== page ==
Hibernate ORM version 6.2.0.Final is around the corner, and the following post tries to shed some light on one of the new features that comes with that release.

Table partitioning

In data management, it is sometimes necessary to split data of a table into various (physical) partitions, based on partition keys and a partitioning scheme.

Every database has a different way of defining the partitioning keys and scheme for a table, but something that all of them have in common is the fact that the query planner needs to decide which partition to look into for a query. Unless the database supports globally unique indexes on partitioned tables, the query planner can’t know which partition it must target, and hence will have to plan to access every partition. This unfortunately leads to poor query planning performance on the popular open source databases PostgreSQL and MySQL/MariaDB, which support partitioning but not globally unique indexes on partitioned tables.

Partition Key Mapping

After some discussions about how this could be supported in Hibernate, we went with a minimal approach first, to make sure we can help people improve their performance as soon as possible.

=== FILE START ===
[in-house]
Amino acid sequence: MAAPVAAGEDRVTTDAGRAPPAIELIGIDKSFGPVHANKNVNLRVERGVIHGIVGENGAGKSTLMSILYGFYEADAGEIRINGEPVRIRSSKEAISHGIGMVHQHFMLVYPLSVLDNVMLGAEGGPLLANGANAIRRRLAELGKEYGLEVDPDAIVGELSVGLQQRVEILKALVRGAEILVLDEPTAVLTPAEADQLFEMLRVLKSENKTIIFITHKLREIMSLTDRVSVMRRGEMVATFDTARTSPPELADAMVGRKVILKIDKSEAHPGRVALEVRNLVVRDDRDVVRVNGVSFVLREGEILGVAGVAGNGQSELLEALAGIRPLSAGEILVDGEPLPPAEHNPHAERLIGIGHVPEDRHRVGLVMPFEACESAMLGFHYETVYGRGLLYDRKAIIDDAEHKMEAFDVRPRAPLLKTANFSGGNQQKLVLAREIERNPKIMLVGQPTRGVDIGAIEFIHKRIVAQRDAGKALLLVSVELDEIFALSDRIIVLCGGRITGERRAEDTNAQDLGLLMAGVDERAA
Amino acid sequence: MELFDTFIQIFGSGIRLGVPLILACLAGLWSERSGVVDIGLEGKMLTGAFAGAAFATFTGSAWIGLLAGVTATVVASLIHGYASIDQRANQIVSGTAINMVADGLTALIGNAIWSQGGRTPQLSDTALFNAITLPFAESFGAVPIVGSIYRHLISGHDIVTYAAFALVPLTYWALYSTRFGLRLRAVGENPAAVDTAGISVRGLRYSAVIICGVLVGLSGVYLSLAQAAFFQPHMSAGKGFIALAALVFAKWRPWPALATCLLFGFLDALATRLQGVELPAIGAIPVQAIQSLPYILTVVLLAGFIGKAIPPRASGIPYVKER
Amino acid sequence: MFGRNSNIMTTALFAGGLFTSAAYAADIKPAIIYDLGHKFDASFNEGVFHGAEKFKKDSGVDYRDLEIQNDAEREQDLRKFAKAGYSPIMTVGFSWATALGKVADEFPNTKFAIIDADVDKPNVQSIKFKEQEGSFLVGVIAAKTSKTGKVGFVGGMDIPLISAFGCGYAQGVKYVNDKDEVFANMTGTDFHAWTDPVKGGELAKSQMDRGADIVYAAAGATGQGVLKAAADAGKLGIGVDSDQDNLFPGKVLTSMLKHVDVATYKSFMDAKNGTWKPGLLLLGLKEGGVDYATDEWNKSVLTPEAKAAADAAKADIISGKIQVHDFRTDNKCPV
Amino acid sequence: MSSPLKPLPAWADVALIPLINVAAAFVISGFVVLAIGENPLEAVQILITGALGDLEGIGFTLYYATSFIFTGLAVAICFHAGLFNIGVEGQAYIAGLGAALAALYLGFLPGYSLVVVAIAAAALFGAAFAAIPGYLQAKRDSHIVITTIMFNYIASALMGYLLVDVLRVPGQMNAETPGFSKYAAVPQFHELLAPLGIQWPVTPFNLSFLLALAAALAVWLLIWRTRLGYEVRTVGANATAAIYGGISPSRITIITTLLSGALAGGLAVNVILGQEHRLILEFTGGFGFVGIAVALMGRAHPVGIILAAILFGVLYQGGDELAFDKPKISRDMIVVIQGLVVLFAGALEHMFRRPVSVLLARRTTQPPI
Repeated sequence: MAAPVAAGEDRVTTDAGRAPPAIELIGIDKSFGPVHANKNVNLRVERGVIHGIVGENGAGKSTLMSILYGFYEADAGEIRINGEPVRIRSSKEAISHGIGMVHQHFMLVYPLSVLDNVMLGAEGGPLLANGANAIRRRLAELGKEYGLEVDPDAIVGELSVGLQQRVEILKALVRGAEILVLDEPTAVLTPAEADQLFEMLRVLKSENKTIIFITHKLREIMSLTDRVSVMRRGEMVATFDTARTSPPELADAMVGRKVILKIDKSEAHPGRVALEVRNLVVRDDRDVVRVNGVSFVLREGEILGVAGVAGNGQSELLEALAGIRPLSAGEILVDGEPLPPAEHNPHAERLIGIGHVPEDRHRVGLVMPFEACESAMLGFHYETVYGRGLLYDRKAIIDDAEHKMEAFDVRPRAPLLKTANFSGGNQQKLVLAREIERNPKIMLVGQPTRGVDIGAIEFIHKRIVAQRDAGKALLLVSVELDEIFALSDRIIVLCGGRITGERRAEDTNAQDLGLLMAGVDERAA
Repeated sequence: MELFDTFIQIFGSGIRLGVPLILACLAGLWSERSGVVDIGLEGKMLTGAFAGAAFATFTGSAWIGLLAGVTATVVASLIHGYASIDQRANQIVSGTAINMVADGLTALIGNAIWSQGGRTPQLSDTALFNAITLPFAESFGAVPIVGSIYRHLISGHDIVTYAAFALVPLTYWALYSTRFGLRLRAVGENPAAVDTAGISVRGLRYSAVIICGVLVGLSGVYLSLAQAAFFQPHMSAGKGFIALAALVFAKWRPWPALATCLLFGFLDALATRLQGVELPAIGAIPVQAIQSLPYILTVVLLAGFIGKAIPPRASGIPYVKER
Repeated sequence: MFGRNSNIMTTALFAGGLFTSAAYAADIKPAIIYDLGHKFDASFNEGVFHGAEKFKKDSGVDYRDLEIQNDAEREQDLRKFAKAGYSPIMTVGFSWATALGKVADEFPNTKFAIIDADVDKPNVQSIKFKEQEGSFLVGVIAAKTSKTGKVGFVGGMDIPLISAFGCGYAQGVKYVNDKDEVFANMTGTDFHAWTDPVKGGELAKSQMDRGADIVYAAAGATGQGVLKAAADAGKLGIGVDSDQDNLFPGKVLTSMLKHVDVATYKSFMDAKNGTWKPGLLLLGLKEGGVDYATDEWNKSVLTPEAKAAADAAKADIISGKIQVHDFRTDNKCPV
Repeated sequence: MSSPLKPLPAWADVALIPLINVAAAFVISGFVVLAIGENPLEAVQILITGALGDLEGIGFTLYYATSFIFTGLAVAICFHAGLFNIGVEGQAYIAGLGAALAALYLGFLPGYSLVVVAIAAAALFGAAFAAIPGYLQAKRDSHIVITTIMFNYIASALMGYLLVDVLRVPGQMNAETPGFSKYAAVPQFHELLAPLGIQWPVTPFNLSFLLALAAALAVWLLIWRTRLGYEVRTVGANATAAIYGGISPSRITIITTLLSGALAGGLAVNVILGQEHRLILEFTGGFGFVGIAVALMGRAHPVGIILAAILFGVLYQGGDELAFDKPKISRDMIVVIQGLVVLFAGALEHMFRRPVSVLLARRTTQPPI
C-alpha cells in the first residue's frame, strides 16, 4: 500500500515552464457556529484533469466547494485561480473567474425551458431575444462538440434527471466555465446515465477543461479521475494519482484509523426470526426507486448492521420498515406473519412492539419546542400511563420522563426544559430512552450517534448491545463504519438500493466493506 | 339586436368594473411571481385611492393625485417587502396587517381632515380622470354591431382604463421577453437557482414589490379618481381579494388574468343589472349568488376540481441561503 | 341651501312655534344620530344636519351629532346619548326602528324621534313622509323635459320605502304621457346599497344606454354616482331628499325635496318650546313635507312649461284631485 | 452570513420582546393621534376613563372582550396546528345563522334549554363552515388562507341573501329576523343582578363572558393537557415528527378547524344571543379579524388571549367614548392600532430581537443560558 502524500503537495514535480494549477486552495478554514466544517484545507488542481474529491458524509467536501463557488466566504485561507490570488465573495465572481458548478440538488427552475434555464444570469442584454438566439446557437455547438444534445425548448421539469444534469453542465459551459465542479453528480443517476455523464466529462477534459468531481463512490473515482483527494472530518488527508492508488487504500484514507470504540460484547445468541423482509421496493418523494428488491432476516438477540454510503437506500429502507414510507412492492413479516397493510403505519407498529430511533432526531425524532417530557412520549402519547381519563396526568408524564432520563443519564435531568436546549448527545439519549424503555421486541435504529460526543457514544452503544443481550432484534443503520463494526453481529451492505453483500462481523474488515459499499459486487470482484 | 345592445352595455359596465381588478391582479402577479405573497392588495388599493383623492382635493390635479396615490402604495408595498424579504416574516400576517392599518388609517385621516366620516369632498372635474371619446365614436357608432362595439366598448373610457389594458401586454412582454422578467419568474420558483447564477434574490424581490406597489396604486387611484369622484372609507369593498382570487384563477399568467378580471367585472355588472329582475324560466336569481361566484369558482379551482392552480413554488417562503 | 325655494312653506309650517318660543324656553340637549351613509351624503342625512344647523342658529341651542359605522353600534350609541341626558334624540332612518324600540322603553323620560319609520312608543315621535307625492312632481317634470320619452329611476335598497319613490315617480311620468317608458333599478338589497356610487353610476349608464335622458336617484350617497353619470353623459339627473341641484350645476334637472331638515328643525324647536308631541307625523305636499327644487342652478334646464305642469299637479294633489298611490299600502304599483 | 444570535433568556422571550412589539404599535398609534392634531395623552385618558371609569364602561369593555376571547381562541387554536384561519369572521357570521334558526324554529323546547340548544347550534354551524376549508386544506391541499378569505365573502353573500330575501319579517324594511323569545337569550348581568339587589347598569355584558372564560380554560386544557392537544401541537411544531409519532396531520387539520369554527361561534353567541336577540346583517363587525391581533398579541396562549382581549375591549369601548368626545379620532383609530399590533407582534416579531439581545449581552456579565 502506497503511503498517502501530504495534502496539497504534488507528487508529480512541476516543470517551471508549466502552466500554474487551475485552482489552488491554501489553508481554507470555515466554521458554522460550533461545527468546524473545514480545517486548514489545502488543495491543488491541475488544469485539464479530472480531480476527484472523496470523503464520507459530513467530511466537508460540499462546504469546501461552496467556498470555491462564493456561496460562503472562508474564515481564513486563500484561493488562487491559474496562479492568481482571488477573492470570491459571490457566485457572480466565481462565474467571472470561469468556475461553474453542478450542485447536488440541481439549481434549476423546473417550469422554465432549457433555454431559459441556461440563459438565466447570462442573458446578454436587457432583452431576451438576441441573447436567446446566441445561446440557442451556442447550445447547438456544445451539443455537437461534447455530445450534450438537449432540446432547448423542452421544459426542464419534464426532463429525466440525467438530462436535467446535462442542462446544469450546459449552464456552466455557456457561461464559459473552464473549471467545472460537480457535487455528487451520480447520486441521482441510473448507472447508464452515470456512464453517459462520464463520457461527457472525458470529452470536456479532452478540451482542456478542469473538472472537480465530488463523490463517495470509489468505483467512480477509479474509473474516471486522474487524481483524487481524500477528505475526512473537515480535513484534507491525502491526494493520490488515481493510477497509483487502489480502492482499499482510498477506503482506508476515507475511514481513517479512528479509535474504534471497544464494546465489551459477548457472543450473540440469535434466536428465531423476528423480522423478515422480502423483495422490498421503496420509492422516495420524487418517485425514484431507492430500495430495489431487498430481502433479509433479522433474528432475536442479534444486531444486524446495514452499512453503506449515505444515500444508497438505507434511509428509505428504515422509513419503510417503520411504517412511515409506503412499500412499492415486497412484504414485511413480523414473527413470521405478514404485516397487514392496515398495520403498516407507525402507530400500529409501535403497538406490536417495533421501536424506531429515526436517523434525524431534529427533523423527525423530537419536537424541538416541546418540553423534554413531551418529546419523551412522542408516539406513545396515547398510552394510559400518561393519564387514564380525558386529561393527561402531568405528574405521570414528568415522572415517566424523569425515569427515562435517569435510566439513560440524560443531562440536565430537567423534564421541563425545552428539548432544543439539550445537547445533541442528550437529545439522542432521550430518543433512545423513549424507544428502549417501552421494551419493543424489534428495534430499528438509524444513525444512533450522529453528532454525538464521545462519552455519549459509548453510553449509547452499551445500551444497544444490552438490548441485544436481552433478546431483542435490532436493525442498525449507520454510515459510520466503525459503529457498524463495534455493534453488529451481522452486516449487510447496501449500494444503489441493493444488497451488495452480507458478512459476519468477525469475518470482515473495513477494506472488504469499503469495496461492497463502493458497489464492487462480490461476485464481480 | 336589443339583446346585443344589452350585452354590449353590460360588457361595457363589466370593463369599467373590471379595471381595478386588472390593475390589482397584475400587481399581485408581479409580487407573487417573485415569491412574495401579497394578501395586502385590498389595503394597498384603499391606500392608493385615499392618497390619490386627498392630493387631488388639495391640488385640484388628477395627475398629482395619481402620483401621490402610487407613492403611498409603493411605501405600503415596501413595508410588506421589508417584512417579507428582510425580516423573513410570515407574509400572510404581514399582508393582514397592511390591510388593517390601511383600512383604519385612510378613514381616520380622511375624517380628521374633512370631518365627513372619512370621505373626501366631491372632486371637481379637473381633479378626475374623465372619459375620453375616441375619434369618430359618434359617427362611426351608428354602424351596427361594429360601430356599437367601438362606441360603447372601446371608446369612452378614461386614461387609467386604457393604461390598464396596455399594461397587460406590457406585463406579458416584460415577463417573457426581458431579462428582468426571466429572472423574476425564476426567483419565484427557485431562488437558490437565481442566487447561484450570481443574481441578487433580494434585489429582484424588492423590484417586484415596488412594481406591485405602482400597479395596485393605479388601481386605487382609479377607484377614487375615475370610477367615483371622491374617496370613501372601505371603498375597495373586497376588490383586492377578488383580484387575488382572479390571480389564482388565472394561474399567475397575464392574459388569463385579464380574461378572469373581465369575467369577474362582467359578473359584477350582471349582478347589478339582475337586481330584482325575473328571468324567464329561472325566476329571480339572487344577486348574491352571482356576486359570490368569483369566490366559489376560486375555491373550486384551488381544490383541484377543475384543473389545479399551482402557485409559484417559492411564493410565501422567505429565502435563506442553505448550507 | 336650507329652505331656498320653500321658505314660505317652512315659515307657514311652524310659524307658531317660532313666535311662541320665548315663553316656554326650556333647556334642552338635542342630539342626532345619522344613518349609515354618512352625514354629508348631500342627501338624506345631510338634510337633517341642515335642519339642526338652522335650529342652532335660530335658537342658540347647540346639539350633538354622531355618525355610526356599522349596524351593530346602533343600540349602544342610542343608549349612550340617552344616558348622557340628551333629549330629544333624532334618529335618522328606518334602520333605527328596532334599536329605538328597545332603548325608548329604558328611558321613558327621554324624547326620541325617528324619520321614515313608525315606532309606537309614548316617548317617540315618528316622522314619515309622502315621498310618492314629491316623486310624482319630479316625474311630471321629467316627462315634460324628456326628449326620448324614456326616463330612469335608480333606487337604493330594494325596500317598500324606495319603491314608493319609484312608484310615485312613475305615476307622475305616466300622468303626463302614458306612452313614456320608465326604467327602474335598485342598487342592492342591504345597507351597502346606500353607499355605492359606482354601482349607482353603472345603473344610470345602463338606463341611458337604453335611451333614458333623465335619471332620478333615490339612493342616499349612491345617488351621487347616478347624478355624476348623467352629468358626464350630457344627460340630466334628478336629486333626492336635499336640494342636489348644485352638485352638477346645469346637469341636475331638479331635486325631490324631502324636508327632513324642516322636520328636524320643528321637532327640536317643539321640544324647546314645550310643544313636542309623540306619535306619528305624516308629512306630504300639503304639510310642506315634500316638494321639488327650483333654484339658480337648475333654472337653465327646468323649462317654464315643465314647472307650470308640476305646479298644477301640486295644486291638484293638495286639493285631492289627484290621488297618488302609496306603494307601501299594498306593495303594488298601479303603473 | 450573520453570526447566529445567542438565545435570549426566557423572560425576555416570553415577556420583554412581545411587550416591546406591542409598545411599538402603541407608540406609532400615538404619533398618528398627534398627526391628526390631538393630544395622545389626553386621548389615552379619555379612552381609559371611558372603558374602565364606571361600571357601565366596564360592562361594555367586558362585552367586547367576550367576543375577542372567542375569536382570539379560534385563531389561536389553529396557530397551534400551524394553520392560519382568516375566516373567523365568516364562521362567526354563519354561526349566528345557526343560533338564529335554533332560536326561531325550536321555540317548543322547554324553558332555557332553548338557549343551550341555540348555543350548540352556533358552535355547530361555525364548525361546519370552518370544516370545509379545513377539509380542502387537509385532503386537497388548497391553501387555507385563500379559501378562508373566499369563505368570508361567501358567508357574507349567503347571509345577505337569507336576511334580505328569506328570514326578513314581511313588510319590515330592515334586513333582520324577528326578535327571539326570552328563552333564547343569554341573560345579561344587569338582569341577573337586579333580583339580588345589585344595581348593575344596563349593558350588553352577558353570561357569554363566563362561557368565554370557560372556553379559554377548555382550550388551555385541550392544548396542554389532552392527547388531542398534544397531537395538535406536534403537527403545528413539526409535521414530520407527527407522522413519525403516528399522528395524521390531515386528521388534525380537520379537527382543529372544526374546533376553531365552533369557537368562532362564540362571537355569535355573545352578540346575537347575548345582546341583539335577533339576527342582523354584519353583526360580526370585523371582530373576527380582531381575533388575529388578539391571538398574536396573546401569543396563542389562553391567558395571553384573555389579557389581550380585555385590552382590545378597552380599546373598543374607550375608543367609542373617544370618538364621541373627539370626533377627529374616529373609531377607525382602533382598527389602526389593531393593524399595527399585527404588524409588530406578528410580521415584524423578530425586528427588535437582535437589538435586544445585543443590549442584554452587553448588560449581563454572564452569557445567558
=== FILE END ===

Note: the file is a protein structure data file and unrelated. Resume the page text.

The minimal approach is to allow marking persistent attributes to be part of the partition key, by annotating @PartitionKey. This has the effect that SQL update and delete statements, which are issued by Hibernate when flushing entity state changes, will additionally restrict the partition key columns in WHERE clause predicate.

Consider the following entity model:

@Table(name = "user_tbl")
public static class User {
    private Long id;
    private String firstname;
    private String lastname;
    private String tenantKey;

When updating or deleting such an entity, Hibernate will now generate SQL similar to this:

update user_tbl set firstname=?,lastname=?,tenantKey=? where id=? and tenantKey=?
delete from user_tbl where id=? and tenantKey=?

The presence of a restriction in the WHERE clause predicate allows the planner to take a peek at the parameter value and immediately prune tables that don’t fit the partition key.


So far, Hibernate only makes use of the partitioning information in SQL update and delete statements. There were discussions about adding support for DDL generation as well, but nothing has been agreed upon yet.

Do you think you could profit from DDL support? If so, let us know about your use case in the comments of the GitHub discussion.

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